Taking in stride those day-to-day annoyances, such as a traffic jam or long line at the bank, may help protect brain health in older adults, while reacting to these stressors with negative emotions could contribute to cognitive decline, according to a new study published online in the journal Psychosomatic Medicine.

“These results confirm that people’s daily emotions and how they respond to their stressors play an important role in cognitive health,” said lead author Dr. Robert Stawski, an associate professor in the College of Public Health and Human Sciences at Oregon State University (OSU).

“It’s not the stressor itself that contributes to mental declines but how a person responds that affects the brain.”

The new findings contribute to a growing body of evidence showing how daily stress may be a risk factor for compromised mental, physical and cognitive health. The study has vital real-world implications, seeing as the world’s fastest growing age group is adults 80 and over, said Stawski.

As we get older, keeping our brain and cognitive processes in good working order is very important, as they contribute to our ability to function in day-to-day life and can reflect diseases including dementias and Alzheimer’s.

For the study, the research team followed 111 older adults, ranging in age from 65 to 95, for 2½ years. Every six months, the volunteers participated in a series of cognitive evaluations for six days over a two-week period.

During the assessments, participants looked at a series of two strings of numbers and were asked whether the same numbers appeared in the two strings, regardless of order.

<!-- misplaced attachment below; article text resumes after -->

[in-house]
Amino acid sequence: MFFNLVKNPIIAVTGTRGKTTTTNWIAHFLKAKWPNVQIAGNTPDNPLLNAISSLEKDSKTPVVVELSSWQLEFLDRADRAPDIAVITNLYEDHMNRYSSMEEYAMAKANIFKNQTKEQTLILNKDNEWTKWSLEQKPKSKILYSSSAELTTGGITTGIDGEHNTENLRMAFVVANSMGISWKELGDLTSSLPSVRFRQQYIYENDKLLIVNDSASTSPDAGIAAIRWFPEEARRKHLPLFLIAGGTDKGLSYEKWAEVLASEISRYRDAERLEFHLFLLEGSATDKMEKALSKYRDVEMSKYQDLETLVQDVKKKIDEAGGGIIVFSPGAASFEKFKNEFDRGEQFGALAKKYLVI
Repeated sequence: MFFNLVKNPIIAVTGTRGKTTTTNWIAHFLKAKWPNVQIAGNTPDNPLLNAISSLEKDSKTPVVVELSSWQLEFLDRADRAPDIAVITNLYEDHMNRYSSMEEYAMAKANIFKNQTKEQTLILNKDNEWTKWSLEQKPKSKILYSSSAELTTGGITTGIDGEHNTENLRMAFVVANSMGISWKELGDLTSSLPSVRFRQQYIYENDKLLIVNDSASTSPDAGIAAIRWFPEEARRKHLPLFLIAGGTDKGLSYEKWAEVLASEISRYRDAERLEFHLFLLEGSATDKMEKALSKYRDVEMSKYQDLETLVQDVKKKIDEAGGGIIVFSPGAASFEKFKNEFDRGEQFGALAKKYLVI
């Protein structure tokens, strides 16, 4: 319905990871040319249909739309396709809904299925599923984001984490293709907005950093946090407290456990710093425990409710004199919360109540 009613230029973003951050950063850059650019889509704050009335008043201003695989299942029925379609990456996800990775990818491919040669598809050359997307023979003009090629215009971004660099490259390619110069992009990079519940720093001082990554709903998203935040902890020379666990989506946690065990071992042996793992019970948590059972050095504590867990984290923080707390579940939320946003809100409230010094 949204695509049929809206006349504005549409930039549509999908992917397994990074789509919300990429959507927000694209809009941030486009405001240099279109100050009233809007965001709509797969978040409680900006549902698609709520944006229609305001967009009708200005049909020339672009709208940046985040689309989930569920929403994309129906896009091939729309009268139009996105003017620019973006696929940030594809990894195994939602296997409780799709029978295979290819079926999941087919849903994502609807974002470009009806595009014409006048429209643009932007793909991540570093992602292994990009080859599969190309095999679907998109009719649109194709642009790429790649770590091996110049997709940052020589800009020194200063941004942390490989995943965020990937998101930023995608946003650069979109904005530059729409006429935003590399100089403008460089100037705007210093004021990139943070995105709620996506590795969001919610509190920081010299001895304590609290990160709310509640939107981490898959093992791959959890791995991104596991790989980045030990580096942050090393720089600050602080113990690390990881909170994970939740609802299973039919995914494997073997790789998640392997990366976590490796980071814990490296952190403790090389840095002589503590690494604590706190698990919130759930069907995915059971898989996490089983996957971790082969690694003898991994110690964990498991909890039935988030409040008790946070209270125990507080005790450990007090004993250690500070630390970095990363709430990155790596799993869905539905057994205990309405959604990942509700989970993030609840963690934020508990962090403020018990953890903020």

Past research has linked fluctuations in how quickly people can do this exercise with decreased mental focus, cognitive aging and risk for dementia as well as structural and functional brain changes that reflect poor cognitive health. The volunteers completed the numbers exercises for up to 30 sessions over the 2½-year period.

The participants also reported stressors experienced that day by themselves, a family member or a close friend and rated how they felt when it happened. They chose from a wide variety of positive and negative emotions and a range of intensity and filled out a checklist of physical symptoms.

In the overall comparison, those who responded to stressful events with more negative emotions and expressed a more sour mood in general showed greater fluctuations in their performance, suggesting worse mental focus and cognitive health among the more negative and reactive people.

But by tracking each person over time, the researchers were able to investigate what happened on an individual basis, allowing striking age differences to emerge. For the oldest participants — late 70s to mid-90s — being more reactive to stressors was tied to worse cognitive performance.

In contrast, people in their late 60s to mid-70s actually did better on the test if they reported more stressors. “These relatively younger participants may have a more active lifestyle to begin with, more social and professional engagement, which could sharpen their mental functioning,” Stawski said.

Source: Oregon State University